The Studio complex, the only such dedicated-to-singles space on any contemporary cruise ship, has been cut in half, and will hold just 59 100-square-foot staterooms rather than the 128 found on the 155,873-ton, 4,100-passenger Norwegian Epic. As on Epic, the studio cabins will be clustered around a key card-accessed two-story lounge with bar.
Spokeswoman Amanda Graham told Cruise Critic the reduction had nothing to do with demand for Epic's single occupancy cabins, which had spawned legions of vocal supporters. The breakaway ships will be smaller than Epic, and because they won't be as wide, there won't be as much room for solo cabins, she said.
Meanwhile, Norwegian offered information on Project Breakaway's other as-yet-unrevealed accommodations, including the oceanviews, family-friendly staterooms and spa-category cabins and suites.
Oceanviews are back. On Norwegian Epic, every outside cabin has a balcony -- an industry first. The Project Breakaway twins will re-introduce the standard oceanview stateroom; there will be 158 of them on each vessel. Graham explained the return of oceanviews by saying the line was trying to provide more variety. "The goal of Project Breakaway is to take the best of the best from every ship, and we wanted to keep the mix fresh," she noted.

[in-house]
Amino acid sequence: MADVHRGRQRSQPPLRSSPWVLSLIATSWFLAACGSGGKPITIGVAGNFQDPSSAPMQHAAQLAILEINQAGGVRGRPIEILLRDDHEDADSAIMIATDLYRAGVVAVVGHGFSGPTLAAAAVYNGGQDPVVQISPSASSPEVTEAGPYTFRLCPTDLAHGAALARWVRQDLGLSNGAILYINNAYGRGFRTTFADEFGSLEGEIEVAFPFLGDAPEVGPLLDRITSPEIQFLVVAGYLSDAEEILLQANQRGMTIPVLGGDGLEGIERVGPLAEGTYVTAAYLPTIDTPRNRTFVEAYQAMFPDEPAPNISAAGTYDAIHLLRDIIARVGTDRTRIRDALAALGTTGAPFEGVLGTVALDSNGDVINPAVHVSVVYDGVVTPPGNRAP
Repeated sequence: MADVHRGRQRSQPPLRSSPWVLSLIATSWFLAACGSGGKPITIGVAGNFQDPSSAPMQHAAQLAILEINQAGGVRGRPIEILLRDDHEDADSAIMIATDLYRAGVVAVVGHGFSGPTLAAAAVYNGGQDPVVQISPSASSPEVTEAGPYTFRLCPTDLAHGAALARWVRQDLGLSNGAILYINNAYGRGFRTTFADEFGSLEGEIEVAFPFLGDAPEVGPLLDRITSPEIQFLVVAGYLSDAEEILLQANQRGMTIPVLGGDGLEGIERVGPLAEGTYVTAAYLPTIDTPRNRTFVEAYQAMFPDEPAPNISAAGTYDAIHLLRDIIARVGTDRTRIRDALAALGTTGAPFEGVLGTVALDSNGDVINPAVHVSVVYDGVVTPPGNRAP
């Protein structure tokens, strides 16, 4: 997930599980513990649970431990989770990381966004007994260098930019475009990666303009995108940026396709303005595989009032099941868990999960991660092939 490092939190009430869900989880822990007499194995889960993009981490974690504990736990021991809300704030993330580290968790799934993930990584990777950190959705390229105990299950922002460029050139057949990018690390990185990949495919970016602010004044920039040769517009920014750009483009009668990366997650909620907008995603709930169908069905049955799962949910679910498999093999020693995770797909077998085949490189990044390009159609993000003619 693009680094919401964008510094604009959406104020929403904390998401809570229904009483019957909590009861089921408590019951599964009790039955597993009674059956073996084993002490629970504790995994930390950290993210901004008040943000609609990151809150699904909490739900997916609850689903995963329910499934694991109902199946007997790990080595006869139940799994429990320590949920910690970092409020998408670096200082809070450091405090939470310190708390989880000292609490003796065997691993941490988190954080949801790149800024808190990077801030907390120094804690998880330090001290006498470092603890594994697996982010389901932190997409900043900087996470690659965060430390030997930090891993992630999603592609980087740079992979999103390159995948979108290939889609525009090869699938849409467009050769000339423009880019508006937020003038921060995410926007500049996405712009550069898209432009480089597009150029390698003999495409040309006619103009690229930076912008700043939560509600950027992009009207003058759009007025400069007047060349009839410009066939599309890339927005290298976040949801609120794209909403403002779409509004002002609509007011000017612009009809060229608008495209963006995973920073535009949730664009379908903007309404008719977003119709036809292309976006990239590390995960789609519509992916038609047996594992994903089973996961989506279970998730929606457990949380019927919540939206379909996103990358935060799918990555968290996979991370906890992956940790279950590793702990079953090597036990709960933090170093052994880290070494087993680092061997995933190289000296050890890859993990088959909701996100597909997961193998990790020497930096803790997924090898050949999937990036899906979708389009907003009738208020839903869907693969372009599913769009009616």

Family of five? Of the 158 oceanview cabins, 42 will be family oceanviews, which can accommodate up to five people. This is a nice addition for parents with more than two children, who would otherwise be forced to book expensive suites or pay for additional cabins. In addition, there will be a number of Family Mini-Suites (sleeping four) located near the children's facilities.
Spa cabins. Both Project Breakaway ships will also include special spa accommodations similar to those found on Norwegian Epic. The 28 Spa Balconies and the 20 Spa Mini-Suites are located adjacent to the spa and fitness center, and occupants are provided complimentary access to the Thermal Spa Suite.
Insides. For thrifty-minded travelers, Project Breakaway ships will include 449 inside cabins that feature two lower beds that can be converted to a queen-size bed. Many are connecting and sleep up to four passengers.
Today's announcement is the last of the stateroom reveals. Earlier this summer, Norwegian showcased the ships' exclusive suite complex, The Haven, and said its newly designed bathrooms won't include cabin-flooding bowl sinks or revealing frosted-glass shower doors.
Stay tuned for more on Project Breakaway as Norwegian will be sharing a steady stream of tidbits about the highly-anticipated new ships over the next 20 months. Cruise Critic will be covering every step of the process, from steel cutting to launch. Follow along on our NCL Project Breakaway page.
--by Ashley Kosciolek, Copy Editor